Construction project management - An overview for 2022

Real Estate Agent with Hellgeeks

As we reach the end of another year, it isn’t hard to see why so many people will be pleased to see the back of 2021. It certainly wasn’t the year that anyone, including the construction industry, might have been hoping for. And to be honest, as we head into 2022, the news surrounding the ongoing pandemic doesn’t look that promising, at least in the short term.

It can take a while for the effects of something of this magnitude to hit and it is only now as we are almost at the end of 2021 that we are beginning to see the aftereffects not only of 2020 but also the coronavirus pandemic. These effects of course include issues with labour shortages, supply chain impact and volatile material costs and are still very much in evidence with a strong grip on the construction industry. Nobody could have predicted just how much of an impact the pandemic would have all over the globe nor that we would still be struggling with such a prevalence of the virus 20 months on. In fact the real concerns that the construction industry thought they would be facing, those brought on by Brexit, have been somewhat swept aside under the umbrella of Covid-19 and we have yet to fully establish just what their impact will be.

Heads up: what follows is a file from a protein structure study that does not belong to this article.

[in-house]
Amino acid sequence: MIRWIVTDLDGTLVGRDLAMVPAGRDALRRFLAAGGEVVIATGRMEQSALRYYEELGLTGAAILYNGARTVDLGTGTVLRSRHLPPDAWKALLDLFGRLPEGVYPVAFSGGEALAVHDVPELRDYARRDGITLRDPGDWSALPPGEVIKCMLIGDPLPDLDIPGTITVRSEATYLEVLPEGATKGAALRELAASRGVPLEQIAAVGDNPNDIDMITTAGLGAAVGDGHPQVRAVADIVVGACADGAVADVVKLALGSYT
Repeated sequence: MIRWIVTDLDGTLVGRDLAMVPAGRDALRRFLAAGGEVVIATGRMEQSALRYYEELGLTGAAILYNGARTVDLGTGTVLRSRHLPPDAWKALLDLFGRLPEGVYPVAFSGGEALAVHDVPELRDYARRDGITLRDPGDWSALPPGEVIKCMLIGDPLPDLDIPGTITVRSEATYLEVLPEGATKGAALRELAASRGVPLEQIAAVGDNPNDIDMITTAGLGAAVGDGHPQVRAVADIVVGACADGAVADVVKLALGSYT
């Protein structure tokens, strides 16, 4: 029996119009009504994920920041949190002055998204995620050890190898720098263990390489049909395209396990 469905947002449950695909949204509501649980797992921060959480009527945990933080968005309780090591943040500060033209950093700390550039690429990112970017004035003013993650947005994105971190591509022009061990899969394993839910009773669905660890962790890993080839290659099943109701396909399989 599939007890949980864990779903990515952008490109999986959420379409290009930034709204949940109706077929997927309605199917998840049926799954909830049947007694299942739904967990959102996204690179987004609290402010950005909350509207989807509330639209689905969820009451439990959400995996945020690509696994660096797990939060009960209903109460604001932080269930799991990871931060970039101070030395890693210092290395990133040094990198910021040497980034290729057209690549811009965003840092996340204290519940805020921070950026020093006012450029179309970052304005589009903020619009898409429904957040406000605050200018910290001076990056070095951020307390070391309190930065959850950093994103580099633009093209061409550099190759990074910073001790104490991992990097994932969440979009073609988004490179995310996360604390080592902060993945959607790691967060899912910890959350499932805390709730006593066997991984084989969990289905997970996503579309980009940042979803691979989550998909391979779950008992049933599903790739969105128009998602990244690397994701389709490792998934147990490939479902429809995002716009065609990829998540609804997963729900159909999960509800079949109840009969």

The construction industry has faced knock backs before and has not only managed to remain incredibly resilient but is also highly adaptable and even in the face of some incredibly trying circumstances there have been some success stories.

Based on what has taken place this year and the conditions that are being faced right now in the industry these are some of the possible predictions that could very well be faced in 2022, leaving project managers forced to draw on all their project management training to overcome issues that still arise.

Supple Chain Fatigue

Supply chain challenges are not a new issue, and they will be one that anyone involved in construction project management will be well use to hearing about. At the beginning of last year there was a huge drop in the efficiency of the supply chain with demand for construction materials outweighing supply. This has continued to increase, a fact which is actually driven by the huge amounts that are currently being poured into construction. This is great news for the construction industry as demand is still high. The finance is there, the supply will, of course, need to increase to allow construction to continue at this new pace it has found.

For at the least the first part of 2022 it is expected that there will be skills needed by project managers to provide creative solutions to the supply issues. This is something that many within the field of construction management believe will be an issue for at least the next couple of years as the industry continues to grow, and it seems that supply will not grow inline with this.

Market Demand